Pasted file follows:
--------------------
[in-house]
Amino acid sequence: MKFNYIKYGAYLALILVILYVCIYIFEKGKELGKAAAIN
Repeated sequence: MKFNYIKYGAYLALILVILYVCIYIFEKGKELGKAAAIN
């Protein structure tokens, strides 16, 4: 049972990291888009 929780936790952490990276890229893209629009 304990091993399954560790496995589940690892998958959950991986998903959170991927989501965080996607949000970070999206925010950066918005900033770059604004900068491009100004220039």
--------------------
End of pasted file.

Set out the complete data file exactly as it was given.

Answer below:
[in-house]
Amino acid sequence: MKFNYIKYGAYLALILVILYVCIYIFEKGKELGKAAAIN
Repeated sequence: MKFNYIKYGAYLALILVILYVCIYIFEKGKELGKAAAIN
């Protein structure tokens, strides 16, 4: 049972990291888009 929780936790952490990276890229893209629009 304990091993399954560790496995589940690892998958959950991986998903959170991927989501965080996607949000970070999206925010950066918005900033770059604004900068491009100004220039």